I Wouldn't Have Given You that Style
By Debbie Friedman
Sitting in a beauty salon chair for the second day in a row, my mouth almost dropped open as the owner began to explain why the person who had cut my hair the day before let me down. I had explained my desires clearly, I thought: I wanted bangs, longer hair (even explaining that I'd let it grow out for two months from the last cut), no top of the ears, and no boy look. I'd brought pictures (three of them!) to show the cut that I'd felt most comfortable with over my life. I'd been in this chair before and knew the perils. In one brief cutting session I've turned out looking like a boy too many times. I expected this time would be different. I'd come prepared.
But no, the owner explained. They were trained at his salon to do updated styles, not out-of-date styles. He would never give me those bangs that went to my forehead. He would never cut my hair in that style that I wanted. No, the style I was wearing on my head was artistically perfect. He was telling me that I couldn't be the "me of my vision, that I couldn't be who I wanted to be. He was setting limitations for me and telling me that I needed to be who he wanted me to be!
My frustration and anger were intense until I got in touch with the lesson to be learned. Sometimes people might be hearing, but not listening, to me. People, despite my best attempts, may refuse to honor and respect me. I might know what I want, I might be able to communicate my desires clearly, I might even have photos to show of my expectations, but if the person I'm talking to decides not to listen then I am powerless. It's important for me to make sure that what I have communicated is being listened to, not just heard, and - more importantly - that I will be respected and honored.
I've tried being what other people wanted me to be - parents, my husbands, in-laws, bosses, colleagues, even some people that I called "friend for a time. Trying to please them, make them feel comfortable, make them feel at ease, and ultimately try not to shine only diminished my sense of self! It's never worked!!! All of those times when I felt I had to be what other people wanted me to be and in the process denying myself and what's important to me. Hiding in fear of not being accepted, of being rejected, or at the very least not being "good enough". All along, just wanting to be loved, appreciated and accepted.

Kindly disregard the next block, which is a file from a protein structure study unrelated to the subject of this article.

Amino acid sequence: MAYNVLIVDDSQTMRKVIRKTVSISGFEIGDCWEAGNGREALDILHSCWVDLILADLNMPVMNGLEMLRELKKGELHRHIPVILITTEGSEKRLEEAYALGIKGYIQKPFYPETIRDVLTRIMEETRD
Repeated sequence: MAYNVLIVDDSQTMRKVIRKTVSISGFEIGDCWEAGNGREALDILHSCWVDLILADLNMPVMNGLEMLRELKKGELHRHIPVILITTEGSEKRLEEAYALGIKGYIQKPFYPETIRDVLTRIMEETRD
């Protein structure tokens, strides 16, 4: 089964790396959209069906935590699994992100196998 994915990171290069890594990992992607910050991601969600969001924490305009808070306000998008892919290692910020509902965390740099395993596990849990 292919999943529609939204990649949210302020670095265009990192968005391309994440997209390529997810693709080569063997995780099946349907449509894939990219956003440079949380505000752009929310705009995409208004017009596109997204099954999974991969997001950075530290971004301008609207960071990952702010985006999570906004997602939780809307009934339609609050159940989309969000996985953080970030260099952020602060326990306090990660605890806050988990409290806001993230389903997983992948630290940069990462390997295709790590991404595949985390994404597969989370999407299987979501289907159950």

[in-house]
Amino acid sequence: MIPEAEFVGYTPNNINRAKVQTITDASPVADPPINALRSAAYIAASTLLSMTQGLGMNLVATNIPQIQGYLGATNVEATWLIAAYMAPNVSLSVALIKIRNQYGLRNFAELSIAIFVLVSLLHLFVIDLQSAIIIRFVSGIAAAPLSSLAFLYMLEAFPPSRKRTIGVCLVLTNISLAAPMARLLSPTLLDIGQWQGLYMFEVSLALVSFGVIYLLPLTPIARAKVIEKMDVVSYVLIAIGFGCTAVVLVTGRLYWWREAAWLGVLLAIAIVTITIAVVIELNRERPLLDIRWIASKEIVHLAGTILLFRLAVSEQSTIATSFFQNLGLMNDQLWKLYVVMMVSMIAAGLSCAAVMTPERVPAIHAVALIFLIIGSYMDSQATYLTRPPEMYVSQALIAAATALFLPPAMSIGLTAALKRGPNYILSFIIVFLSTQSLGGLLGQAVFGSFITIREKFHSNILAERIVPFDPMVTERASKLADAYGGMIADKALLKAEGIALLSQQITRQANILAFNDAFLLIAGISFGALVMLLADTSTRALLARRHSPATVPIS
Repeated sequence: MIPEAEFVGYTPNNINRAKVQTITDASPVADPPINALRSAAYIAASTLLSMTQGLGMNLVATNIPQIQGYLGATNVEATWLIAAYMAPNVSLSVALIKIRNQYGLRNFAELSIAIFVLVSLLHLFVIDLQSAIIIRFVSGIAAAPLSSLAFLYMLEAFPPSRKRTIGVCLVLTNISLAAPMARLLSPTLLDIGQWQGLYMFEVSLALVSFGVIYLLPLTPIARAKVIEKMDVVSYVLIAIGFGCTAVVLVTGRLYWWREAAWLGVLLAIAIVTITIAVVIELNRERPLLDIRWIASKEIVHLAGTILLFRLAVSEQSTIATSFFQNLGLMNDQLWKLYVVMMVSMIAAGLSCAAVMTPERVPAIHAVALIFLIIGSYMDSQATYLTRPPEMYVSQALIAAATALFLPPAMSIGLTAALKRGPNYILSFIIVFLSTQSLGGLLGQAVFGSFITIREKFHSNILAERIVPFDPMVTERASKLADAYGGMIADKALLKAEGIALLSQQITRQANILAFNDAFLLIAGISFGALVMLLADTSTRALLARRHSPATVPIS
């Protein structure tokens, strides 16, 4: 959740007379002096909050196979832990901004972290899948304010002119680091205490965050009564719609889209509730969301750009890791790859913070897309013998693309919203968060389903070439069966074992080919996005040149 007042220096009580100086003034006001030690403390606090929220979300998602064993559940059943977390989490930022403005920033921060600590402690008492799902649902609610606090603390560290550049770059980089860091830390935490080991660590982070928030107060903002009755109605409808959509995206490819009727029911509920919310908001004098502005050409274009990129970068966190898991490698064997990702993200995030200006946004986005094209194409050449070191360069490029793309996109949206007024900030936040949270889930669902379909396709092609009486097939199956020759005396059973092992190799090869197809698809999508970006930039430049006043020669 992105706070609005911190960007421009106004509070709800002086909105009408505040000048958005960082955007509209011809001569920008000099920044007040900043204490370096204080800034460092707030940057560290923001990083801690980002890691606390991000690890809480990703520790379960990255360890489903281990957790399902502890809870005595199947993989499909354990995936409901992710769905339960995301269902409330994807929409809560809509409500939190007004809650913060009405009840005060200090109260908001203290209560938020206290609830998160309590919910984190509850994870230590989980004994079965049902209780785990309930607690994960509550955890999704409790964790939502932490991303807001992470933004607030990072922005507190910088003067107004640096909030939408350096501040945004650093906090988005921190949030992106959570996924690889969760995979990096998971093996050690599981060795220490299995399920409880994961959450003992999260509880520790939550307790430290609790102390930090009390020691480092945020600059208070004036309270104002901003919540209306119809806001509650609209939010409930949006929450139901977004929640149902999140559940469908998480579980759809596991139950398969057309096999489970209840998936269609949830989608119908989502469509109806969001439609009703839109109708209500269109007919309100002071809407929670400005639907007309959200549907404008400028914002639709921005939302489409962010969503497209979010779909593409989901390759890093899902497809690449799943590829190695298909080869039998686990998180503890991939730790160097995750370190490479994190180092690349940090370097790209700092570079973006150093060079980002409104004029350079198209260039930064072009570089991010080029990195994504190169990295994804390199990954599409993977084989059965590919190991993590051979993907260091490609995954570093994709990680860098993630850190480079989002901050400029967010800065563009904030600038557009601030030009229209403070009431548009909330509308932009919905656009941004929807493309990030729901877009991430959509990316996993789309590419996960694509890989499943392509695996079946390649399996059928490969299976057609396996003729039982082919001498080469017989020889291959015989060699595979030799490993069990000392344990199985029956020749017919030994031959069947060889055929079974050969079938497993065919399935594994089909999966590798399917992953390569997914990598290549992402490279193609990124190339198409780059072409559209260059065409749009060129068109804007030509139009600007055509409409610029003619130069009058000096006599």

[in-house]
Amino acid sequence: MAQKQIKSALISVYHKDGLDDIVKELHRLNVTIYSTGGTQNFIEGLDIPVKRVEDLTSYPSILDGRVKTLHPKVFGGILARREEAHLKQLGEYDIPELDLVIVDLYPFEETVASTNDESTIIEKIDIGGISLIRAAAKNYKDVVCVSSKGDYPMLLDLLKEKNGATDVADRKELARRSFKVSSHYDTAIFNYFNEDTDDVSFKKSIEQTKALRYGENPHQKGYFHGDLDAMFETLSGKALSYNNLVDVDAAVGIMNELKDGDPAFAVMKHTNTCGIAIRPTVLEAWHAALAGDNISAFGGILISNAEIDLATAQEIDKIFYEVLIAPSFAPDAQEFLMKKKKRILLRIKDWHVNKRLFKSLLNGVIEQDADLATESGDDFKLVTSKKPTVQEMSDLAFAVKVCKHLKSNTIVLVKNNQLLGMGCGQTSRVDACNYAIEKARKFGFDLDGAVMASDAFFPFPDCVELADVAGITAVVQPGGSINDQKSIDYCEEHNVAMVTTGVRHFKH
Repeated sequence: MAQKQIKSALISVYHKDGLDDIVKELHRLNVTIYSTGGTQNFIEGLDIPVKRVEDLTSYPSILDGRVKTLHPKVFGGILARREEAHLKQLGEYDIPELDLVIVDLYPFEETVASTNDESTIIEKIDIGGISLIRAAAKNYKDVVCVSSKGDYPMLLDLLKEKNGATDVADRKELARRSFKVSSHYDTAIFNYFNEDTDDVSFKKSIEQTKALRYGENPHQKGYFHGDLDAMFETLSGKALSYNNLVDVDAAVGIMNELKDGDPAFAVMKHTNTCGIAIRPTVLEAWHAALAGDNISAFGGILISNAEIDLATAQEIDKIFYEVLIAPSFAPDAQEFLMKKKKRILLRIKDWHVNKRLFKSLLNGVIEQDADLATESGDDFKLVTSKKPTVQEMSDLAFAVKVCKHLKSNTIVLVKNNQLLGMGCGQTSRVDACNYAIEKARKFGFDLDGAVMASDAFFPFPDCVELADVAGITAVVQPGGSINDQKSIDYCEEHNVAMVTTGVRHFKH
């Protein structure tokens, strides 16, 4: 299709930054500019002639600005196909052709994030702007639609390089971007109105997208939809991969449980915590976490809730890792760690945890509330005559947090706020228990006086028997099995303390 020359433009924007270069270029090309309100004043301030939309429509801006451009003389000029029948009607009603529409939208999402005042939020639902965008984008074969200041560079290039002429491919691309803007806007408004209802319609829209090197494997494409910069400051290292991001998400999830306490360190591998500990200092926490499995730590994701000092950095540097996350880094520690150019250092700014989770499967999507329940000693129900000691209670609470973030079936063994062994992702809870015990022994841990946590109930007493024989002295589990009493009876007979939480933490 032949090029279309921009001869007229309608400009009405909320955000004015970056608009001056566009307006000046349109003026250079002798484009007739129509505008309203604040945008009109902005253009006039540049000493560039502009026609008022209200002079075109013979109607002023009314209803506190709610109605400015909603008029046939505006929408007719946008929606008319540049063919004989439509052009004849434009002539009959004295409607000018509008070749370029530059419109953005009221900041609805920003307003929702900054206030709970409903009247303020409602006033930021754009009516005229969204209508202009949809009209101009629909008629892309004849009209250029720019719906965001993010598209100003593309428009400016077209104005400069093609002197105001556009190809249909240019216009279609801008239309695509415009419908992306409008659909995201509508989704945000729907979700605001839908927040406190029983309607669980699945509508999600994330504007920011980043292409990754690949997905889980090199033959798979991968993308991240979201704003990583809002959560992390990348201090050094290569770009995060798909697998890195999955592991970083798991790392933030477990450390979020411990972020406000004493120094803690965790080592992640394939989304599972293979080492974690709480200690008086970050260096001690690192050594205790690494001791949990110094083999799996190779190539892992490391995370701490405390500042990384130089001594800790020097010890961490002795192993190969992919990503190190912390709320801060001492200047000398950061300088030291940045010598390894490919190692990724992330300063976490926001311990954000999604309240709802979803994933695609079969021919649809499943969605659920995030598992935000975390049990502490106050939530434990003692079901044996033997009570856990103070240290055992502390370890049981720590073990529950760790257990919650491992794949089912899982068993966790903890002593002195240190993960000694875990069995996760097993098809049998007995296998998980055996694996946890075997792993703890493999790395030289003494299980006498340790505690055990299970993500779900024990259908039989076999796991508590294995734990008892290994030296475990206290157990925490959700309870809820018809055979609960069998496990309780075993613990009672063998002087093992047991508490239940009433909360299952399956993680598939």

The lesson I learned was that it important that I express myself, and take responsibility for my actions and expressing my needs. But it's important, too, that I make sure that I'm communicating with people who choose to listen. People who are not so wrapped up in their own sense of importance, their own ego, to value who I am, to honor me, and to trust that I know what I want my life to look like. People who will honor my decisions and desires - even if they're different from their vision - and allow me to be who I am.
If I don't get what I want, it's okay to let people know and to allow the owner to spend a half-hour of his time trimming my hair so that the back is even. I don't want or need people to tell me who I am, who I should be, what I should look like, in order to meet their own personal agenda. It's okay to be me, to love my personal style and to honor myself.
And if they choose not to listen, it's okay to move on to someone else. I learned that, next time, I will ask the stylist to tell me what he/she would do with my hair to make sure they will honor my wishes. I learned no one will cut my hair again unless they do.
About The Author
Debbie Friedman, M.S., C.Ht., is the Manifesting Maven who helps people
consciously create the life they love to live. She is the creator of the popular
Cleaning Out the Closet of Your Mind for Wealth series.
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